Appliance of Science: Why do we talk to ourselves inside our heads?

Our inner voice is important for language development and our sense of self, writes Dr Naomi Lavelle

Appliance of Science: Why do we talk to ourselves inside our heads?

Our inner voice is important for language development and our sense of self, writes Dr Naomi Lavelle

It can be a comfort, a companion, or even a mild irritation, but we are all familiar with that little voice inside our head that chatters away throughout our day. The voice may take different forms for different people, but why is it there at all and does it serve any purpose?

What is an inner voice?

Our inner voice can be described as our silent, internal thinking. As you read this you are probably hearing your inner voice reading the words in your own head. That is your inner voice. Scientists often refer to it as inner speech and it can take different forms; it is complex and diverse, but research suggests that it plays an important role in our development and daily function.

How important is it?

Our inner speech is not simply an amusement of our own creation. It is linked to our development of language and our sense of self.

Scientific studies have implicated its importance in such cognitive functions as problem-solving, self-regulation, abstract thinking, and creativity. Some studies report that our inner voice is necessary for successful memory processing within the brain. It would appear that our inner voice is essential for our brains to successfully process information, to fine-tune our emotional processing, and to assist in our reflection of past experience and prediction of future events.

The brain bit

The brain activity recorded when we speak out loud is very similar to that observed with internal dialogue. When we speak our thoughts out loud, our brains record the information sent to our lips, mouth, and vocal chords. The brain discriminates between sounds we make ourselves and sounds created by others. It can damp-down the sensory response to our own vocal sounds, to prevent sensory overload. This is referred to as efference copy.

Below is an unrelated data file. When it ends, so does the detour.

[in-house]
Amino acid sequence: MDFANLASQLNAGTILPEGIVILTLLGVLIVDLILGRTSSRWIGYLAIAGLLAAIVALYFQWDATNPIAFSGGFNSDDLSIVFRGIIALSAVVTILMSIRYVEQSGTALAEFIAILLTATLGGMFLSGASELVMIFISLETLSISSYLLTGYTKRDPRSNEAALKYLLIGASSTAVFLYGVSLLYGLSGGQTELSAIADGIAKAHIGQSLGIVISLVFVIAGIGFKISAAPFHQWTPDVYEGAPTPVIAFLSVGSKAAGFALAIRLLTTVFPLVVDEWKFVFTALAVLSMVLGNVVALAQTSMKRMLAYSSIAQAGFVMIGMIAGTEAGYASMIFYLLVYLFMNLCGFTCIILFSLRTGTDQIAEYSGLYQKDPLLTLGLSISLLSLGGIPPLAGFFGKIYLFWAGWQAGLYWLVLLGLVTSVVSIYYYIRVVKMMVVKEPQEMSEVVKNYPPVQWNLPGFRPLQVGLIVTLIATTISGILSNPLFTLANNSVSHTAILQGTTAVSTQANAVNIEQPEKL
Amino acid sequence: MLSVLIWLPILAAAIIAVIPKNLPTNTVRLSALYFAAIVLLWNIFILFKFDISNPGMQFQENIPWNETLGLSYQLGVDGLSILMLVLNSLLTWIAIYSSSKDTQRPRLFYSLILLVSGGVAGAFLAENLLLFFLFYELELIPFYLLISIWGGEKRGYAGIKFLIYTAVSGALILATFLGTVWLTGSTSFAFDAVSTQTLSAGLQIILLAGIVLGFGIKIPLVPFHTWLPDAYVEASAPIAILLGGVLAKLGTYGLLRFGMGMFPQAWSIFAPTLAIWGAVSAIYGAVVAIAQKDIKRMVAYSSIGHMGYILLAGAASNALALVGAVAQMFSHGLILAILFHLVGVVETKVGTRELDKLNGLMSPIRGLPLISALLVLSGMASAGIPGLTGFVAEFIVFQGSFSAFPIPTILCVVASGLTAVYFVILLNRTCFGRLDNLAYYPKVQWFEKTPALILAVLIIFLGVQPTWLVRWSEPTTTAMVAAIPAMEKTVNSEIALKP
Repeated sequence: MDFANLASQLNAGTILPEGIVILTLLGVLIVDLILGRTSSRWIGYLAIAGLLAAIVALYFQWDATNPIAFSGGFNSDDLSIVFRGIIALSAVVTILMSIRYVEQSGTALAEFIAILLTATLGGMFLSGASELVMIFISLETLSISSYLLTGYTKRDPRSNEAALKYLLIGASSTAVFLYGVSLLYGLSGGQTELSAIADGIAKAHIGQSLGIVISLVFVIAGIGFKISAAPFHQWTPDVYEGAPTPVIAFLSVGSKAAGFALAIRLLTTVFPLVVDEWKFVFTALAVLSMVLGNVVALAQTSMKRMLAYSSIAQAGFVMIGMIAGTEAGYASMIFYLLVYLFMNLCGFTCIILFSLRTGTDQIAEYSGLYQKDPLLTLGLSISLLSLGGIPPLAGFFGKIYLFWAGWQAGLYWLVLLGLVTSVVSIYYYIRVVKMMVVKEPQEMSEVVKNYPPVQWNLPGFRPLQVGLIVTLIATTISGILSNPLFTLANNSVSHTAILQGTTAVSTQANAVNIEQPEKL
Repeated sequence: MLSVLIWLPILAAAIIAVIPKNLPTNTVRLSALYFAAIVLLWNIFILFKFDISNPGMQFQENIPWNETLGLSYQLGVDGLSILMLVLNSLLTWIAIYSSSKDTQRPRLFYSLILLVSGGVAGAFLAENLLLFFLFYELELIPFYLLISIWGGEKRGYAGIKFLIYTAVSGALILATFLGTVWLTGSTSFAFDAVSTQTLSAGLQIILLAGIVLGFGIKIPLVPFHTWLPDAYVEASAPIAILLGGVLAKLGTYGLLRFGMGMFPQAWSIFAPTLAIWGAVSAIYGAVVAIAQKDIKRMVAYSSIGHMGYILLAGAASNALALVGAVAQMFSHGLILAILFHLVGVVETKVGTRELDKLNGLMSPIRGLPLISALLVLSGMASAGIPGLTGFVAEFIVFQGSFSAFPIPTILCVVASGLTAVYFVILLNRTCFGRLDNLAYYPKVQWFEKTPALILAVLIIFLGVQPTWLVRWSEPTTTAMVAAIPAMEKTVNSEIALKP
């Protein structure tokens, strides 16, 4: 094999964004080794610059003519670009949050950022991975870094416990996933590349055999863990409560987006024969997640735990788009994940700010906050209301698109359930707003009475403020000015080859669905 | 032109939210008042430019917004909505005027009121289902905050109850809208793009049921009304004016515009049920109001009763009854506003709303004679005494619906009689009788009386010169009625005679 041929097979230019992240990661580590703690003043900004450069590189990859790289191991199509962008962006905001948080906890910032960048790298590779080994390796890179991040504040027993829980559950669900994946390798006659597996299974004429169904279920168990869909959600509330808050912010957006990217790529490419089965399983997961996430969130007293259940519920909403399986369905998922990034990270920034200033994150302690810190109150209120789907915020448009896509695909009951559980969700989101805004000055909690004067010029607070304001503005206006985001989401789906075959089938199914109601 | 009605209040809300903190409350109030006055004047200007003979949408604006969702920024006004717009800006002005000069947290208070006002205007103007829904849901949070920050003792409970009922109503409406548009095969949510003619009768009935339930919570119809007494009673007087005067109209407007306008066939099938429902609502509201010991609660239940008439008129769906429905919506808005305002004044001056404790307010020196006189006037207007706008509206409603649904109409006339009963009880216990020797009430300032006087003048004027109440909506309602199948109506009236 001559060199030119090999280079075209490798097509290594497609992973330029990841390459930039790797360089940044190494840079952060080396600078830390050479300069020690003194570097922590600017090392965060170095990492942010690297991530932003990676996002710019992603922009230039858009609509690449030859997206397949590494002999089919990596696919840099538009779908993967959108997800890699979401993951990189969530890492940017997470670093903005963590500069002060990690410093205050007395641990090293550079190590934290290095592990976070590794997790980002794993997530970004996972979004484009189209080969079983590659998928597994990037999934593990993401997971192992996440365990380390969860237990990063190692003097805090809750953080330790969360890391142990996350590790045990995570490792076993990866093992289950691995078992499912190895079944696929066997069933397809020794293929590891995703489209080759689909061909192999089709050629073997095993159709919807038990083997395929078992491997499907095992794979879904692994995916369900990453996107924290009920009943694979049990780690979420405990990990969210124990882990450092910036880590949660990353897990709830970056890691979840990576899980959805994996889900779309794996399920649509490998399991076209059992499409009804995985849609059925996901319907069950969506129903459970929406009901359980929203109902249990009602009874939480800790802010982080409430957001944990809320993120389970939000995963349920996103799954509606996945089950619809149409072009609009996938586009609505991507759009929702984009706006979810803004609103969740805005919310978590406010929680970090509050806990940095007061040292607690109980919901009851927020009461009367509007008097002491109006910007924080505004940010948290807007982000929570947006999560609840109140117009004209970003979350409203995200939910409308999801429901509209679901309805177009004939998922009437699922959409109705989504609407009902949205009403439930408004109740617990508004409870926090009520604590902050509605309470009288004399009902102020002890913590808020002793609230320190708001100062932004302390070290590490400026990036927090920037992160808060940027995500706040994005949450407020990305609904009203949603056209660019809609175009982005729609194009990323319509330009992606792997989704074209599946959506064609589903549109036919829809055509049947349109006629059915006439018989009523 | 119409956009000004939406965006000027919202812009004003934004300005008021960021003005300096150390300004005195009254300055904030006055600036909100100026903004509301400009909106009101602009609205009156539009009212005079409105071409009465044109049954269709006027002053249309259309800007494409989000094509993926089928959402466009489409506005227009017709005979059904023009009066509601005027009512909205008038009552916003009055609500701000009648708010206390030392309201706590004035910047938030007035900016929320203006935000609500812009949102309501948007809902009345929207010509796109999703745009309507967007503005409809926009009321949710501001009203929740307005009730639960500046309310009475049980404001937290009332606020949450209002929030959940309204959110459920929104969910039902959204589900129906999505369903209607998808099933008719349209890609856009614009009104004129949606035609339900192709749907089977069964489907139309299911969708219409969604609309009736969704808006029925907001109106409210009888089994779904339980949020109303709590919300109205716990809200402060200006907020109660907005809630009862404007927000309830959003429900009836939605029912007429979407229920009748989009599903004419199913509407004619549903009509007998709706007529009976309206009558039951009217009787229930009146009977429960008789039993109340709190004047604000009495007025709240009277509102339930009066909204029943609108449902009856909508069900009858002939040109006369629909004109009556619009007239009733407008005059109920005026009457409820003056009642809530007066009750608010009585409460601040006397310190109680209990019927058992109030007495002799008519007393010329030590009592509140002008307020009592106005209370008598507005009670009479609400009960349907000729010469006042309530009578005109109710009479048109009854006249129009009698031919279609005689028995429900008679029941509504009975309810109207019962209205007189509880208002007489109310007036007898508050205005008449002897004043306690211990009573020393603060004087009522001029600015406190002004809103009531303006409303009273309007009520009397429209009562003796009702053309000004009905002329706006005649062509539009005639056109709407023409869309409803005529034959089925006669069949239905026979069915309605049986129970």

Electroencephalography studies, measuring brain activity for both internal and external speech, showed similar brain activity for both; these results suggest that the brain produces a similar efference copy during internal dialogue as that observed in external, vocalised speech.

Do deaf people have an inner voice too?

Deaf people also report an inner voice, but it is often a non-auditory one. The type of inner voice that a non-hearing person experiences depends on a number of factors. One is whether they are deaf since birth, or if their hearing loss has developed during their lifetime. Another is what form of language they use to communicate (sign-language, auditory communication, lip reading).

A person who is born deaf and has therefore never heard a human voice will not have an auditory inner voice. Their internal speech may be more visual, seeing words and ideas signed within their heads, or as written words. They may think in words, without sound, or they may use other senses to create inner sign language, rather than an inner voice. Whatever form this inner language takes, the effects can be just the same as an auditory inner voice in the mind of a hearing person.

The investigation into inner speech is a developing area of research, but studies suggest there is a common neural pathway when it comes to thinking in language, regardless of what form that language takes.

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